‘Deemed’ Drug Supply is where a person who possesses drugs is charged with supply even though there is not enough evidence they actually supplied the drugs, or intended to do so.
The ‘deeming’ provision is contained in section 29 of the Drug Misuse and Trafficking Act 1985, which says that a person can be charged with drug supply merely for possessing the ‘traffickable quantity’ of a prohibited drug which is:
– 0.75 grams of MDMA (‘ecstacy’)
– 3 grams of amphetamines, cocaine or heroin
– 300 grams of cannabis
The relevant quantity is the ‘admixture’ which means the total weight of the substance, not just the pure weight of the prohibited drug within it.
A person who possesses a traffickable quantity is not guilty of deemed supply if they are able to establish on the ‘balance of probabilities’ that the drugs were for something other than supply, such as for personal use only.
If you would like an experienced drug defence lawyer to provide accurate advice and outstanding representation for your Deemed Supply case, call Sydney Criminal Lawyers® today on (02) 9261 8881.
Our criminal lawyers are experts in defending drug charges and have a proven track record in obtaining superior results in all types of drug cases.
29 Traffickable quantity–possession taken to be for supply
A person who has in his or her possession an amount of a prohibited drug which is not less than the traffickable quantity of the prohibited drug shall, for the purposes of this Division, be deemed to have the prohibited drug in his or her possession for supply, unless:
(a) the person proves that he or she had the prohibited drug in his or her possession otherwise than for supply, or
(b) except where the prohibited drug is prepared opium, cannabis leaf, cannabis oil, cannabis resin, heroin or 6-monoacetylmorphine or any other acetylated derivatives of morphine, the person proves that he or she obtained possession of the prohibited drug on and in accordance with the prescription of a medical practitioner, nurse practitioner, midwife practitioner, dentist or veterinary practitioner.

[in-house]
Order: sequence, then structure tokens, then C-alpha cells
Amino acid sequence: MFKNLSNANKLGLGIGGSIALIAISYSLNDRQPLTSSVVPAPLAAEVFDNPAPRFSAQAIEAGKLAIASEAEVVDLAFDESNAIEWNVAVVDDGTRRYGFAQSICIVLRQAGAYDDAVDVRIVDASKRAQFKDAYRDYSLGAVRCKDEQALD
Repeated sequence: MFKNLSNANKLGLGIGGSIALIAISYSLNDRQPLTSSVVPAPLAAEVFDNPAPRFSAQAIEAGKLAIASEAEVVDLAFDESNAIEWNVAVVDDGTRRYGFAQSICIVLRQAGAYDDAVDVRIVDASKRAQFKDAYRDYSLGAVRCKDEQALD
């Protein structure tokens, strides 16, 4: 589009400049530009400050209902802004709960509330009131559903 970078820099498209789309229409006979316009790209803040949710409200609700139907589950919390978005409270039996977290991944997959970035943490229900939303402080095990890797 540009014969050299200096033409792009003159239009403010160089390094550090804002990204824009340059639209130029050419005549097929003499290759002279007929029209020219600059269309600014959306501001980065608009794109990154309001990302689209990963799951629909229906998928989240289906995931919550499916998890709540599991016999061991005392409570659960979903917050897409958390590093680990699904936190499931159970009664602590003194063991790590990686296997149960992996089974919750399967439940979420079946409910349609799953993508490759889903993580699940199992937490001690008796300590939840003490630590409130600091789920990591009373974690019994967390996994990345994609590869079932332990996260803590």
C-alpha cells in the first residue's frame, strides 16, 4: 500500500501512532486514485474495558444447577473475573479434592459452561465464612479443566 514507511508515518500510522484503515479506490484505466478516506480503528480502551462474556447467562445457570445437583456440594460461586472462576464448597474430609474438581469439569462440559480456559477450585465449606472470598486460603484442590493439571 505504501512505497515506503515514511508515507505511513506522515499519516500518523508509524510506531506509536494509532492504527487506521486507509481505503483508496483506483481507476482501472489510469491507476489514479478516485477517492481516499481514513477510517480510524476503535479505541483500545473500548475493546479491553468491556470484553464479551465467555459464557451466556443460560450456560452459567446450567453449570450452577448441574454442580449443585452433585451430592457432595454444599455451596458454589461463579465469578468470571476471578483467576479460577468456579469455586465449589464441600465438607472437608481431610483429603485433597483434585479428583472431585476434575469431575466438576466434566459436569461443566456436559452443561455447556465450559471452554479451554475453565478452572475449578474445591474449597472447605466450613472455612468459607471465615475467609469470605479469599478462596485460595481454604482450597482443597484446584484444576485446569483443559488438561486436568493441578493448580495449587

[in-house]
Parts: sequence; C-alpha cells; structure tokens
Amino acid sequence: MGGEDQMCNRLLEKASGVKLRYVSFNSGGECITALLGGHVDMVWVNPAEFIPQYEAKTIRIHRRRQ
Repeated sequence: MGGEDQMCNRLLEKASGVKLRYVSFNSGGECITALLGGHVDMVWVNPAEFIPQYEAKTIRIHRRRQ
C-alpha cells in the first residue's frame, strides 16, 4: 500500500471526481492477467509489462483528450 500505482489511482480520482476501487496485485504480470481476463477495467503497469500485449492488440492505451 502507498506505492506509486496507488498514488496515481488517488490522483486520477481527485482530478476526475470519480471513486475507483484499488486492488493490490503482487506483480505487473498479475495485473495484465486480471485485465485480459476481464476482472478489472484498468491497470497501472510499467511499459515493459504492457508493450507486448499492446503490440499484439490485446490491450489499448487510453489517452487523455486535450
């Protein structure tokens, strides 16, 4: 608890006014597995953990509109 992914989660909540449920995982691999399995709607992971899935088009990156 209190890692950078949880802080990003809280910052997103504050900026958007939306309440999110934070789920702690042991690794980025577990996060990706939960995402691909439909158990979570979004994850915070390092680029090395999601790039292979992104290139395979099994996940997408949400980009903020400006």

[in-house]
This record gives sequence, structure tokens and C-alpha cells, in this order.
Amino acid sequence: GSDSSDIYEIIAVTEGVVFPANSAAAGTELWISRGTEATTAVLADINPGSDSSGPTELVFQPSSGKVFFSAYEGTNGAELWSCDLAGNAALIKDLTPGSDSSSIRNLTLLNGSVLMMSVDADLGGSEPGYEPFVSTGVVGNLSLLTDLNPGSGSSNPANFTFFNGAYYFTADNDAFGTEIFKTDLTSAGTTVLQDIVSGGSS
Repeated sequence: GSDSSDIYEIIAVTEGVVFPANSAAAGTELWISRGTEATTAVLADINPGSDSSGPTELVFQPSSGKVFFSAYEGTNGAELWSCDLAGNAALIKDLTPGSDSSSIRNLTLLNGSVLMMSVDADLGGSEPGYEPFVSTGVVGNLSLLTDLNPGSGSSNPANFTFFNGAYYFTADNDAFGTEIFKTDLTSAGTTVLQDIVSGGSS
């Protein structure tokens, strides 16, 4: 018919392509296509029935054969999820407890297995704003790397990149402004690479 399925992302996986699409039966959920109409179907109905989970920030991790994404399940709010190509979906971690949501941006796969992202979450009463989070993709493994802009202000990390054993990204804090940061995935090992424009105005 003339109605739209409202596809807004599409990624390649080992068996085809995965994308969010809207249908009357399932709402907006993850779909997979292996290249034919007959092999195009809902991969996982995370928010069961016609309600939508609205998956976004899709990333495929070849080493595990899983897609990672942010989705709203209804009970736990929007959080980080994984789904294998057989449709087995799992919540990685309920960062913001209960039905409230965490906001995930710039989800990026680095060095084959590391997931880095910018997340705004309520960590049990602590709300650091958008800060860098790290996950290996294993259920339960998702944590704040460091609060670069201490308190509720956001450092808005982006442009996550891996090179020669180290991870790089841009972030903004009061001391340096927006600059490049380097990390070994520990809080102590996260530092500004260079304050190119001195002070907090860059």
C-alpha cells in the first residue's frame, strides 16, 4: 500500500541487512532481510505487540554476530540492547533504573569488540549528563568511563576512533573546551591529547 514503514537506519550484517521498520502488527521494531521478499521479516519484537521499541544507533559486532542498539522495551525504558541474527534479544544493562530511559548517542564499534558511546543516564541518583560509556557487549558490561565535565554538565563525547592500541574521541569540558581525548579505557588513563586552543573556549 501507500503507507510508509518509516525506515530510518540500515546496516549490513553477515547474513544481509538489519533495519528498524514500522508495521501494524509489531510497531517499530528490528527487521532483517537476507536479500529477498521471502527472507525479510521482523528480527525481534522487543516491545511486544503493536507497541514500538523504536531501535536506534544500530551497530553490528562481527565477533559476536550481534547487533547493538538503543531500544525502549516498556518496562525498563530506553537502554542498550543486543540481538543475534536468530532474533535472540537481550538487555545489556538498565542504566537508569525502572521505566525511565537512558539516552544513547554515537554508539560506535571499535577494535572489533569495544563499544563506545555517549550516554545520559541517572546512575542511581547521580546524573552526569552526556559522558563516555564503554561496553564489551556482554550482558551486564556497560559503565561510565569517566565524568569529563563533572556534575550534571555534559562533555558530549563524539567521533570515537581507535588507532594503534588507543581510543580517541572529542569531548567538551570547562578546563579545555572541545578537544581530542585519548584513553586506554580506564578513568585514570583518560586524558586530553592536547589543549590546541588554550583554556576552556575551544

Why Choose Sydney Criminal Lawyers®?
Going to court can be nerve-racking, but having a strong and compassionate legal team behind you can make the experience significantly easier to deal with. Here are 12 reasons to choose our multi-award winning legal team:
Proven Track Record of Exceptional Results
Sydney Criminal Lawyers® consistently achieves outcomes which are in the highest percentile of the Judicial Commission’s sentencing statistics for criminal cases.
Our legal team devises effective case-strategies and fights hard to have cases dropped entirely or charges downgraded – saving clients the time, expense and stress of a defended hearing or jury trial.
Where cases nevertheless proceed, our lawyers have an outstanding track record of winning defended Local Court hearings, and complex jury trials in the District and Supreme Courts.
We also consistently win appeals in the District and Supreme Courts (including the NSWCCA) after clients have received unsatisfactory results with other law firms in the lower courts.We are one of the few firms to achieve successful criminal law appeals in the High Court of Australia.